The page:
Call it the curse of the smartphone age.
At least 79 people are dead following a tragic fire that gutted a London apartment building. And tourists are snapping selfies with the charred remains.
— Guy Smallman (@GuySmallman) June 18, 2017
The tasteless snaps have sparked disgust and anger from some local residents, journalists and people who lost loved ones in the blaze, and they’ve taken to Twitter to vent their frustration, CNN reports.
The 24-story Grenfell Tower in London caught fire last week, quickly becoming a massive inferno, possibly in part due to flammable cladding used in a recent refurbishment of the building. Authorities say at least 79 people are dead or missing and presumed dead so far, and have promised a public inquiry into the disaster, which has left many wondering if enough was done to protect the tower’s residents.
Others apparently are using the tragedy as an opportunity to rack up some likes on Instagram.
Please stop taking selfies with Grenfell tower. My area is NOT a tourist attraction. Let us grieve in peace. From: the Latimer community.
— Natalie Garcia (@ChubbzGarcia) June 20, 2017
It’s not the first time a disaster scene has become a selfie stage. It happened when protesters took to the streets in Ferguson, Missouri, in 2014 after a white police officer shot and killed Michael Brown, an unarmed black 18-year-old. That same year, Anderson Cooper rebuffed a Sun News contributor who asked him for a selfie while covering the shooting death of a Canadian solider in Ottawa.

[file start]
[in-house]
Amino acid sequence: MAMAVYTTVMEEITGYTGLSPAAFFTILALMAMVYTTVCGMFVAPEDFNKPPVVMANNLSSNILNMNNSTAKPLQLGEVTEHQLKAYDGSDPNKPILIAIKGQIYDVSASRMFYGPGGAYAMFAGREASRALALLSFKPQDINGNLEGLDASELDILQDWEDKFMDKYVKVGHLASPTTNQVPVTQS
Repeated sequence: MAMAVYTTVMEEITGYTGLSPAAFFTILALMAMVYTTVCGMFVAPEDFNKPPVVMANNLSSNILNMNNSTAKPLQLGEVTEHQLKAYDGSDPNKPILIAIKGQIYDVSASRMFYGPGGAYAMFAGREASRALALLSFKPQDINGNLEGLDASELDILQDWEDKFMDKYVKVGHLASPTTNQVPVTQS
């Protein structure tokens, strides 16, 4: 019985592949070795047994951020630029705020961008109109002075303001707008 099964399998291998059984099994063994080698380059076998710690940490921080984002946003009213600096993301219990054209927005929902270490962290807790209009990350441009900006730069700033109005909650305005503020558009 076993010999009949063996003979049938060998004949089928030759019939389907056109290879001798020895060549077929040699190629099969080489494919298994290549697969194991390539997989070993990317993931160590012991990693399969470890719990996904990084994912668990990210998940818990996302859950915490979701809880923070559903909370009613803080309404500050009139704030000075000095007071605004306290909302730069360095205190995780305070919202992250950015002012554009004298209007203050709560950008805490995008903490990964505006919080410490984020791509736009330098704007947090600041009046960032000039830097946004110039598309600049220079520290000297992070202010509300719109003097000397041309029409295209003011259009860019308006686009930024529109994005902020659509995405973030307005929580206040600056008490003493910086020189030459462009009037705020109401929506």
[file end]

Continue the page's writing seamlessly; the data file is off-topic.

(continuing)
.@vandongene dude, you were rude and asking for a selfie near where a soldier was killed. It was completely inappropriate. Think about it
— Anderson Cooper (@andersoncooper) October 23, 2014
Not only can taking a selfie in the wrong place earn you a public admonishment from Anderson Cooper — it can also get you killed.
Reports of death and injury by selfie are on the rise, Forbes reported earlier this year, citing a study that claims 127 people worldwide died while posing for dangerous photos from March 2014 through Sept. 2016, and many more have been injured. In search of the perfect social media snap, people have fallen from buildings, mountains and cliffs, capsized boats, or died on train tracks or while posing with firearms.
Photo: The burned-out shell of the Grenfell Tower is seen behind terraced houses as local residents look on near the scene of the fire in North Kensington, west London on June 20, 2017. (Niklas Halle’n/AFP/Getty Images)